A divorce is often both financially and emotionally taxing for the parties. One of the matters requiring attention is that of a Will containing bequests to a former spouse. This is also a matter dealt with in legislation.
Section 2B of The Wills Act 7 of 1953 provides that if a person dies within 3 months after a divorce or annulment of marriage, any Will executed prior to the divorce or annulment must be given effect to as if the former spouse had passed away before dissolution of the marriage, unless it appears from the Will that the testator intended the former spouse to benefit notwithstanding the dissolution of the marriage. This provision has the effect of disinheriting the former spouse as if that spouse had already passed away, resulting in the former spouse’s inheritance devolving by way of intestate succession on the testator’s heir(s).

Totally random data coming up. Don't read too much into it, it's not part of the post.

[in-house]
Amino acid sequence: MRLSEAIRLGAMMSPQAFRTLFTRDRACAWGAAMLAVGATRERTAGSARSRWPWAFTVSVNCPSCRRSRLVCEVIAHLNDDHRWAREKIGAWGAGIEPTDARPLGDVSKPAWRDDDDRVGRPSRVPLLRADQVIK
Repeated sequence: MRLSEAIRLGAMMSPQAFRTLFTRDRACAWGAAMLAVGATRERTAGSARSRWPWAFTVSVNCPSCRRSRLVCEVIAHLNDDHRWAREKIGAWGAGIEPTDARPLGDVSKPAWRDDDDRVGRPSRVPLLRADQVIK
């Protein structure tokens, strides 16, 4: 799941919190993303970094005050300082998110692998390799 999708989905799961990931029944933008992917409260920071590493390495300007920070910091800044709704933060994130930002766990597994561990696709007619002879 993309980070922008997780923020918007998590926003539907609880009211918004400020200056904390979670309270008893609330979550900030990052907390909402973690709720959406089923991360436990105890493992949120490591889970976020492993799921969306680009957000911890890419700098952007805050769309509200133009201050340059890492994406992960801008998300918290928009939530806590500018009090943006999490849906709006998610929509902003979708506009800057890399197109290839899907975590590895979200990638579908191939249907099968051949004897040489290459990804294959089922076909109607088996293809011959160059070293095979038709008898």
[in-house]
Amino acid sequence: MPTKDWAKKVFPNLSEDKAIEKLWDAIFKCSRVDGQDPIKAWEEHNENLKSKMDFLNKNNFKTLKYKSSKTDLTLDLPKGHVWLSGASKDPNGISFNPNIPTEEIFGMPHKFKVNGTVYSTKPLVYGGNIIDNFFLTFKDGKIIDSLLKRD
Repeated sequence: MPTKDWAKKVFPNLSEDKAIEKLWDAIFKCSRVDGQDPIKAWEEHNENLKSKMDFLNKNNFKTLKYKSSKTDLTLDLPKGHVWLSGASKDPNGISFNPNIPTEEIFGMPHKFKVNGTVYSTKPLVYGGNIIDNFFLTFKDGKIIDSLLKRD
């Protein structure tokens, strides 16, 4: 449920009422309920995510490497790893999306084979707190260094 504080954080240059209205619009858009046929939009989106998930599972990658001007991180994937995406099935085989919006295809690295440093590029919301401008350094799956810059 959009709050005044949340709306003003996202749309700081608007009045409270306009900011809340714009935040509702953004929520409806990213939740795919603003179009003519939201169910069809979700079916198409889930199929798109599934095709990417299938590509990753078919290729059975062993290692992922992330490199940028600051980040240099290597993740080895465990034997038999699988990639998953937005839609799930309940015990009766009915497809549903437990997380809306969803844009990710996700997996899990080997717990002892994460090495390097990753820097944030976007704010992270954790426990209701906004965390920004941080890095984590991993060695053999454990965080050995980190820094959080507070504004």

In a recent Western Cape High Court judgment (W v Williams-Ashman NO & Others (WCC): 28 April 2020) this provision was challenged by an Applicant who argued that it is inconsistent with the Constitution and contrary to public policy. The argument did not succeed. The court held that the section serves a legitimate social purpose and that the deprivation of inheritance resulting from the provision is not arbitrary. The court gave various reasons for its judgment that the provision serves a legitimate purpose in society. First, it is generally accepted that a divorce might involve negative emotions and that a Testator might not want his or her former spouse to inherit. Second, the parties usually come to an agreement during the divorce on how they want assets to be divided. Last, with the prevalence of divorce in modern society it is important to legislate for the situation where former spouses may not realize the effect of not creating a new Will, with resulting prejudice to a new spouse or children.
It is important to note that section 2B of The Wills Act applies only for a 3-month period: If the testator passes away more than 3 months after the divorce or annulment without changing his or her Will, the former spouse will be entitled to an inheritance provided for in the Will.
Should you have queries about your existing Will or wish to draw up or amend a Will which correctly reflects your wishes, please contact our Estate and Trust Department for assistance.
Written by Cleo Cupido – Associate, Trust and Estates